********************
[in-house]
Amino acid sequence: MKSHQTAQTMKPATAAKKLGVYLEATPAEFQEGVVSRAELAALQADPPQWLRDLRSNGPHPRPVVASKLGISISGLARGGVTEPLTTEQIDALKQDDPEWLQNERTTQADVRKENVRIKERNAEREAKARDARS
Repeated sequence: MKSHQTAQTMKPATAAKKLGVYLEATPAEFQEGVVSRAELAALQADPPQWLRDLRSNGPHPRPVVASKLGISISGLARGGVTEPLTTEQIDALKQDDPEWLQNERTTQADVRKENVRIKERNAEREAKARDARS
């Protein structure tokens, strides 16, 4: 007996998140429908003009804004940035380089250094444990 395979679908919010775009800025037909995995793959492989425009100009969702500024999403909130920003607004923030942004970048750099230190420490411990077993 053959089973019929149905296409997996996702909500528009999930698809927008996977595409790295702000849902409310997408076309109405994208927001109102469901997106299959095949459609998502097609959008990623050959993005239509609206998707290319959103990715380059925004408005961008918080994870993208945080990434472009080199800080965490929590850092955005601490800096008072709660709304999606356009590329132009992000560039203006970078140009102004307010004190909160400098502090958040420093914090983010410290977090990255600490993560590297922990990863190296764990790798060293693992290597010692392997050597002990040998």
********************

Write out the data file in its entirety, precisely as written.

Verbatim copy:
[in-house]
Amino acid sequence: MKSHQTAQTMKPATAAKKLGVYLEATPAEFQEGVVSRAELAALQADPPQWLRDLRSNGPHPRPVVASKLGISISGLARGGVTEPLTTEQIDALKQDDPEWLQNERTTQADVRKENVRIKERNAEREAKARDARS
Repeated sequence: MKSHQTAQTMKPATAAKKLGVYLEATPAEFQEGVVSRAELAALQADPPQWLRDLRSNGPHPRPVVASKLGISISGLARGGVTEPLTTEQIDALKQDDPEWLQNERTTQADVRKENVRIKERNAEREAKARDARS
């Protein structure tokens, strides 16, 4: 007996998140429908003009804004940035380089250094444990 395979679908919010775009800025037909995995793959492989425009100009969702500024999403909130920003607004923030942004970048750099230190420490411990077993 053959089973019929149905296409997996996702909500528009999930698809927008996977595409790295702000849902409310997408076309109405994208927001109102469901997106299959095949459609998502097609959008990623050959993005239509609206998707290319959103990715380059925004408005961008918080994870993208945080990434472009080199800080965490929590850092955005601490800096008072709660709304999606356009590329132009992000560039203006970078140009102004307010004190909160400098502090958040420093914090983010410290977090990255600490993560590297922990990863190296764990790798060293693992290597010692392997050597002990040998």